Cost derails plans for Berry Hill speed cameras

James Harrison

Speed cameras look unlikely to be installed on a busy stretch of road after parish councillors decided the work would be too expensive.

A minimum cost of £50,000 was quoted to install the speed traps at Berry Hill, Taplow, with Taplow Parish Council quickly deciding the price could not be justified, despite an apparent need for the measures.

At the last council meeting, in May, Cllr Yannick Le Touze gave a report after investigating possible solutions to problems with speeding on the road, which he described as 'very drastic'.

Guidelines from South Bucks District Council had initially led him to believe the work could be completed for about £30,000, which would include the cost of additional equipment to be installed at Taplow Police Station.

However, at Tuesday's meeting, Cllr Le Touze said further investigation into the price of installing a pair of cameras to watch the busy stretch showed that this could be up to £60,000.

This was without taking into account annual maintenance costs of between £5,000 and £6,000 per year which would also have to be funded.

It was also pointed out that any proceeds taken from catching speeding vehicles could not be recouped by the parish council to pay for the scheme, as the money is collected by the Treasury to deter local authorities attempting to use them as revenue streams.

Cllr John Bamberg, the council's finance chairman, agreed, adding that until there was an accident on the road it would be difficult to prove a serious need for a speeding deterrent to be introduced.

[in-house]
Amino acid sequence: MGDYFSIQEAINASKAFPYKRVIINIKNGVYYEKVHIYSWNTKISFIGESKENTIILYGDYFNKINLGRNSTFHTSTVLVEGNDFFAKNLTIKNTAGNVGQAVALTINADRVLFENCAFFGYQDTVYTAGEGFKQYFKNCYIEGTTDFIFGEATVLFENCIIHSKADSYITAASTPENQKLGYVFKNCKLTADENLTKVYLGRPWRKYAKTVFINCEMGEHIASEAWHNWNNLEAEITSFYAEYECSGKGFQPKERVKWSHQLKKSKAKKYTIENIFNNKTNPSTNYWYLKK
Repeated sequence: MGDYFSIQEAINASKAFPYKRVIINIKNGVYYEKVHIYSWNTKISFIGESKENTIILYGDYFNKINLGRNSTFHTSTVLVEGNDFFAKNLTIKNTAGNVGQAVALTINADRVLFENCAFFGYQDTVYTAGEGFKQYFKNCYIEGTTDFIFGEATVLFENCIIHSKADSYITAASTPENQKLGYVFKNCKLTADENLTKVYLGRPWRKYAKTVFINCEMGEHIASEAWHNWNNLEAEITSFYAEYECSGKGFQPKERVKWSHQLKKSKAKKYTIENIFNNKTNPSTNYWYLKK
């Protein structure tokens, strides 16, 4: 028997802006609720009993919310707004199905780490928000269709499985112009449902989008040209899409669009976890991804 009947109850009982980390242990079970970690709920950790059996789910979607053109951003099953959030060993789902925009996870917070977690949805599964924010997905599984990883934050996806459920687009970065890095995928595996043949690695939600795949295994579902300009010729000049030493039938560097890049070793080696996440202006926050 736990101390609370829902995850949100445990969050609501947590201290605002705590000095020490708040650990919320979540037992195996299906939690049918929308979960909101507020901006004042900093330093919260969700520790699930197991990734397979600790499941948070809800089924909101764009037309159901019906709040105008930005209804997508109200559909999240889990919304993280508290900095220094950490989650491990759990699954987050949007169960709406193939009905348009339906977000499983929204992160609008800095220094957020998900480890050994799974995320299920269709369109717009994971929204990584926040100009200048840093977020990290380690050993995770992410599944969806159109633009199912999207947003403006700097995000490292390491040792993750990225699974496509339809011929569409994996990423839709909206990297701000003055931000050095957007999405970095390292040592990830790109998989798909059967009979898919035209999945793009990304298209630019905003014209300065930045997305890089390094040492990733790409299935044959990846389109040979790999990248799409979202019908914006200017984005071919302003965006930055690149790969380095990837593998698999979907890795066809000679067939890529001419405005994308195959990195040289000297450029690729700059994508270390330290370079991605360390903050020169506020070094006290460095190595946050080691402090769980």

He said: "Having lived and had to come out of Berry Hll on a blind bend for 40 years it is awkward, but there's never been an accident.

"I don't think we could justify that kind of expenditure.

"It's the same argument we've had with the county council about doing something at the bend of Berry Hill, where you take your life in your hands every time.

"But there's never been an accident and until there is they won't do anything about."

As well as moving cars, parked ones were a hot topic too, with parking problems in Marsh Lane and Hillmead Court also on the agenda.

Cllr Gerry O'Riordan, said he thought parking in Marsh Lane had been 'noticeably worse in the last few months, to the extent that most mornings there are cars parked on one side of the road from the A4 down to the first set of houses'.

Concern was also expressed about what the effect could be when Crossrail opens, which will bring four trains an hour through Taplow Station.

A suggestion was raised to put double yellow lines on the road, but councillors were unsure about whether this would simply move the problem elsewhere and it was decided to defer a decision until more information could be collected.

The meeting also saw the co-opting of a new councillor.

Claire Price trained as a chartered accountant in Newcastle upon Tyne, later working extensively in the USA and London before settling in Taplow about four years ago with her family.

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